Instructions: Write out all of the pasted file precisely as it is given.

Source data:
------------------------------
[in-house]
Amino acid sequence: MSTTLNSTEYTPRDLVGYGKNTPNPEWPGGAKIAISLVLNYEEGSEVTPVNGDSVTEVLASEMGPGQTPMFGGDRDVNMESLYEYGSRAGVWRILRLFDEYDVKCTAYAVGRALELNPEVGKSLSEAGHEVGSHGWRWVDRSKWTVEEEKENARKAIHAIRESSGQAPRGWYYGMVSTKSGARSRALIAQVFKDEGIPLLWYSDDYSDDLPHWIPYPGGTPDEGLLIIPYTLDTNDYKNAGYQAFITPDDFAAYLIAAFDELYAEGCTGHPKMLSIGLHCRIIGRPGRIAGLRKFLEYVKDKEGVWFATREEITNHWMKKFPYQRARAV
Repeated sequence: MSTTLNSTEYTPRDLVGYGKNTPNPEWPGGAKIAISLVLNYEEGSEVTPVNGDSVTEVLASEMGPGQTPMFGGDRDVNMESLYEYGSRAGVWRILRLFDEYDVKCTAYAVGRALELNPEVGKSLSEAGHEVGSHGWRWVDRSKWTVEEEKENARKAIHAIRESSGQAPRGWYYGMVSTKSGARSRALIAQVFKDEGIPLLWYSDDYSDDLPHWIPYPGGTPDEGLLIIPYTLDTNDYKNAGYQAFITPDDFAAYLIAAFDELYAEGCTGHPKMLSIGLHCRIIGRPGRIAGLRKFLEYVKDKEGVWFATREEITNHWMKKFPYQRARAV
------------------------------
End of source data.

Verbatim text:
[in-house]
Amino acid sequence: MSTTLNSTEYTPRDLVGYGKNTPNPEWPGGAKIAISLVLNYEEGSEVTPVNGDSVTEVLASEMGPGQTPMFGGDRDVNMESLYEYGSRAGVWRILRLFDEYDVKCTAYAVGRALELNPEVGKSLSEAGHEVGSHGWRWVDRSKWTVEEEKENARKAIHAIRESSGQAPRGWYYGMVSTKSGARSRALIAQVFKDEGIPLLWYSDDYSDDLPHWIPYPGGTPDEGLLIIPYTLDTNDYKNAGYQAFITPDDFAAYLIAAFDELYAEGCTGHPKMLSIGLHCRIIGRPGRIAGLRKFLEYVKDKEGVWFATREEITNHWMKKFPYQRARAV
Repeated sequence: MSTTLNSTEYTPRDLVGYGKNTPNPEWPGGAKIAISLVLNYEEGSEVTPVNGDSVTEVLASEMGPGQTPMFGGDRDVNMESLYEYGSRAGVWRILRLFDEYDVKCTAYAVGRALELNPEVGKSLSEAGHEVGSHGWRWVDRSKWTVEEEKENARKAIHAIRESSGQAPRGWYYGMVSTKSGARSRALIAQVFKDEGIPLLWYSDDYSDDLPHWIPYPGGTPDEGLLIIPYTLDTNDYKNAGYQAFITPDDFAAYLIAAFDELYAEGCTGHPKMLSIGLHCRIIGRPGRIAGLRKFLEYVKDKEGVWFATREEITNHWMKKFPYQRARAV